Best Blu-ray player for 4K – why discs are better than streaming

Up your home cinema game with Trusted Reviews' definitive picks of the best 4K Blu-ray players for every need and budget.

What’s the best 4K Blu-ray player to buy?

If you’ve been looking for a way to advance your home cinema game, you’ve come to the right place. In this handy list, you’ll find the best 4K Blu-ray player for your needs and budget.

So you’ve got your 4K TV all set up, you’ve upgraded your Netflix subscription and you think you’re ready to enjoy all that 4K has to offer, right? Well, not quite. While 4K and HDR streaming is a really accessible way to experience the joys of 4K, the very best performance in terms of both picture and audio quality is going to come from a 4K disc played on a 4K Blu-ray player.

Thankfully, unlike most areas of tech, the 4K Blu-ray player market is still relatively small, so you only have a small selection of big names to choose from.

In contrast, after an arguably slow start, the number of discs available is now really starting to pick up, with most of the year’s big releases set to launch in this format.

Related: Best TV

Sony UBP-X800 4K Ultra HD Blu-Ray Player

Sony UBP-X800 4K Ultra HD Blu-Ray Disc Player with High-Resolution Audio and Hi-Fi Quality - Black

The Sony UBP-X800 4K Ultra HD Blu-Ray Disc Player is not only one of the best 4K Blu-ray players on the market, it also works as a universal audio disc player and a hi-res audio player, too.

Panasonic DP-UB9000

Panasonic DP-UB9000

The best 4K Blu-ray player on the market right now


  • Sensational 4K UHD image quality
  • Dolby Vision and HDR10+ compatible
  • Breathtaking build quality
  • Streaming app portal


  • No SACD or DVD-A support
  • Not quite audiophile-grade CD playback

Panasonic’s DMP-UB900 was one of the first 4K Blu-ray players on the market, and the DP-UB9000 replaces it as Panasonic’s flagship player. It’s the most ambitious player we’ve seen from the Japanese brand, one uniquely suited to coping with the many variants of HDR.

Not only does it support your standard HDR10, but Dolby Vision and HDR10+ dynamic metadata. In that sense it covers all the bases.

From a picture point of view the UB9000 may well have the best picture quality of any UHD disc spinner so far. It has a picture that’s both smooth but filled with an astonishing amount of detail. When it comes to audio it sounds good, perhaps not audiophile quality but impressive nonetheless.

Currently the UB-9000 wears the crown of being the best 4K player market. The only issue for most punters would be that price, but this is a player that justifies the outlay.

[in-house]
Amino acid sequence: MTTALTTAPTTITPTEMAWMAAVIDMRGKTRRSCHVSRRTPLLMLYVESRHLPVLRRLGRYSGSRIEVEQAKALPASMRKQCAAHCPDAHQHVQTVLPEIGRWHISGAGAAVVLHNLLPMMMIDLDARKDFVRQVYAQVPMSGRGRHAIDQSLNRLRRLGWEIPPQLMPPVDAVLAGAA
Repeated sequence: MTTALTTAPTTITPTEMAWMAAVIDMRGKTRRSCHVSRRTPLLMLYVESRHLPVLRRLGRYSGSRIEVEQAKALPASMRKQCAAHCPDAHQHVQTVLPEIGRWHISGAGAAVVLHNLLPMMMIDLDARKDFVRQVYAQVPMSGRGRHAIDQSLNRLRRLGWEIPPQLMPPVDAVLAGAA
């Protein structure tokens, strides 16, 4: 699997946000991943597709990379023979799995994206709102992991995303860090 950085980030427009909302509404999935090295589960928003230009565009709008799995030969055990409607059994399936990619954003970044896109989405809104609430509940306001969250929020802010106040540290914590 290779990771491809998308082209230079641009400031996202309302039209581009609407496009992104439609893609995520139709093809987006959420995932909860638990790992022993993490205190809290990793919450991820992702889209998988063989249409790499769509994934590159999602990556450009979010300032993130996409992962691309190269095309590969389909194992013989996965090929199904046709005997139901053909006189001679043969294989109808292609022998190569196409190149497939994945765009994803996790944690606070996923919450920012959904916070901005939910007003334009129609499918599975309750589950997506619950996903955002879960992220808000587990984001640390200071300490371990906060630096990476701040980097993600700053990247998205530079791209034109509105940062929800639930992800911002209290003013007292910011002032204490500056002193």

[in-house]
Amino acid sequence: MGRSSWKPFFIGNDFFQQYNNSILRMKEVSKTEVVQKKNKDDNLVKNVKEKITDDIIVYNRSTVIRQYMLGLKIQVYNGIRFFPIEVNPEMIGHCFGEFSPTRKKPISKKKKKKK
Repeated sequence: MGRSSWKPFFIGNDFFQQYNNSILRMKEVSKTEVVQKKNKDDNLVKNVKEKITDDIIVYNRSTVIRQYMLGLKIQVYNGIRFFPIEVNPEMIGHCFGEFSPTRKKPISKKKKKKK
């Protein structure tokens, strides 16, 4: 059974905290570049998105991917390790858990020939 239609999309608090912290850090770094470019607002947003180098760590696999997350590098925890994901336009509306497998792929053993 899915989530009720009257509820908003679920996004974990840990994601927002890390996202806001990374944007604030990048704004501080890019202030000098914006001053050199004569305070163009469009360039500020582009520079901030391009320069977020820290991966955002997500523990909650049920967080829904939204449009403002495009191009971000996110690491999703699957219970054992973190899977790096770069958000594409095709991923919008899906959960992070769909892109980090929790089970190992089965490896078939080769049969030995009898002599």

Panasonic DP-UB820

Panasonic DP-UB820

A mid-range model that’s value for money


  • Multi-HDR format support
  • Superb image performance for the price
  • Integrated streaming apps


  • Unexciting CD playback
  • Average build quality

The DP-UB820 benefits from Panasonic’s decision to have both HDR10+ and Dolby Vision playback onboard. That means whatever form of HDR your 4K content supports, the UB820 can play it.

And it’ll do so with great skill. Colours are rendered beautifully, with precision and clarity thanks to the much vaunted HCX processor. And picture quality is complemented with a good selection of streaming apps as well as useful features to do with managing HDR playback. the only real sour note is the CD playback, which is not the most exciting.

Nevertheless, Panasonic has hit a sweet spot with this effort.

Pioneer UDP-LX500

Pioneer UDP-LX500

Assured with both video and audio


  • Meticulous design
  • Excellent picture quality
  • SACD and DVD-Audio compatible


  • No streaming apps
  • Dour user interface

With Oppo vacating the 4K player arena (though you can still buy the UDP-203), Pioneer entered the frame with its first effort in the UDP-LX500.

And what a first effort it is. It’s a tank of player, weighing the scales at 10.3kg. It’s 1.6mm chassis base is reinforced by a secondary 3mm steel plate ensuring that the disc inside is not affected by any vibration during operation. It’s whisper-quiet during playback.

But what about the picture? 4K films look pristine, with a vibrancy to their colour palette and excellent contrast. It’s just a shade less good than the DP-UB9000 above, but it bests that player in terms of audio quality. The LX500 is a superb player if you have a grand to spend.

Oppo UDP-203

Oppo UDP-203

One of the best 4K players around (if you can find it)


  • The best 4K Blu-ray picture quality yet
  • Good sound and build quality
  • Dolby Vision


  • Expensive
  • No built-in online streaming apps
  • High audio lag and no HDR on HDMI input

The Oppo UDP-203 is a chunky unit, with an impressive list of features and a proprietary processing engine for better 4K imaging.